City were buoyed by this and went for it but we manfully got right into ‘They shall not pass’ mode which was great to see. I can remember times when we would have folded. Not only did we get organised again, we broke when we could, and with some purpose, and City respected this by leaving men back. De Bruyne cut inside and, just when you thought he would pass it, he let go a humdinger and yet again the Stek flew through the air and clawed it away for a corner.
The ref adds 4 minutes both teams make subs. Funes Mori for us and Kompany for them. Kompany went centre forward for them but didn’t get a sniff. Mori kicked one and headed one away. It seems a long 4 minutes. Barry went down after a clash, we cleared a free kick. We are all whistling but the Ref wasn’t; we whistle louder – now he does. Yippee!
MotM — Saint Stek of Gwladys
All told, a great day out. Coming off the ground, I somehow felt we are turning a corner and, from conversations held, so are some others. I think it may well take the manager this season and next to have the type of player he wants for every position to fully allow him to play the way he really wants to. When it comes to promoting youngsters, I don’t think he is averse to that but he will want them to be of a standard that putting them in the first team will pose little risk. For example, I think he would have put Rooney in but not Dowell. I reckon this guy is here to win.’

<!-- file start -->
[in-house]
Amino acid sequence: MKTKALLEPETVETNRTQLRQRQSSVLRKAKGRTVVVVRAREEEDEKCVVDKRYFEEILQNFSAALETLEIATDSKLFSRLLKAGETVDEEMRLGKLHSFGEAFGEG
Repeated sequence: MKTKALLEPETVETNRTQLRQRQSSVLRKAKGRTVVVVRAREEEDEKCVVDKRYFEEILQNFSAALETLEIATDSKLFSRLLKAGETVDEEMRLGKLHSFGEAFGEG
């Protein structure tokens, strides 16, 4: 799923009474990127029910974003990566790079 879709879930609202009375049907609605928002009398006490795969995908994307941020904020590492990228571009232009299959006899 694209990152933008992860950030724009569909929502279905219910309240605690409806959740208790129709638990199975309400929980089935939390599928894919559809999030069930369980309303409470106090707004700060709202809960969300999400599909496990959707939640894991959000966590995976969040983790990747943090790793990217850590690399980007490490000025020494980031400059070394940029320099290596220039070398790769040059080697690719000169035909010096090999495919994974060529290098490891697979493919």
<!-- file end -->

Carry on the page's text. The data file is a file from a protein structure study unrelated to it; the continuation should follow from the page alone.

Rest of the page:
Today’s display pleased me but I can’t wait to see how we approach the Burnley game. They will battle hard and we need to match it and take nothing for granted. Our players will need to put in a shift that matches today and not think, just because it’s not City, we can stroll it.
I wonder if we will get the docks site. If so, will we change our nickname to ‘The Dockers’?
See you soon.
UP THE BLUES
Fourteen points from seven games and fifth place heading into another tedious international break represented a solid start to life under Ronald Koeman but the jeering question levelled at Evertonians from fans across Stanley Park has been, “who have you played, though?” — a reference to the Toffees' comparatively comfortable run of fixtures to begin the campaign.
Having faced only Tottenham among the favourites to be challenging for the title this season so far, it's not been clear how the new-look Everton will fare against the “big teams” but with this weekend's trip to the Etihad Stadium, we're about to find out.
There are easier games the Blues could have had than facing Manchester City as the Premier League programme resumes but it represents an opportunity to make a statement, particularly in the wake of two highly disappointing results against Bournemouth and Crystal Palace.
Those two games yielded just one point and, together with the irksome exit from the EFL Cup to lower-division opposition, served to significantly deflate the balloon of optimism with which Blues fans had greeted Koeman's arrival and early record. They have also increased the importance of this weekend's game; defeat would be another set-back in terms of progress and confidence as the team jostles among the pace-setters in the top six but a draw or even an unexpected win would provide a shot in the arm ahead of the games against Burnley and West Ham that will close out October.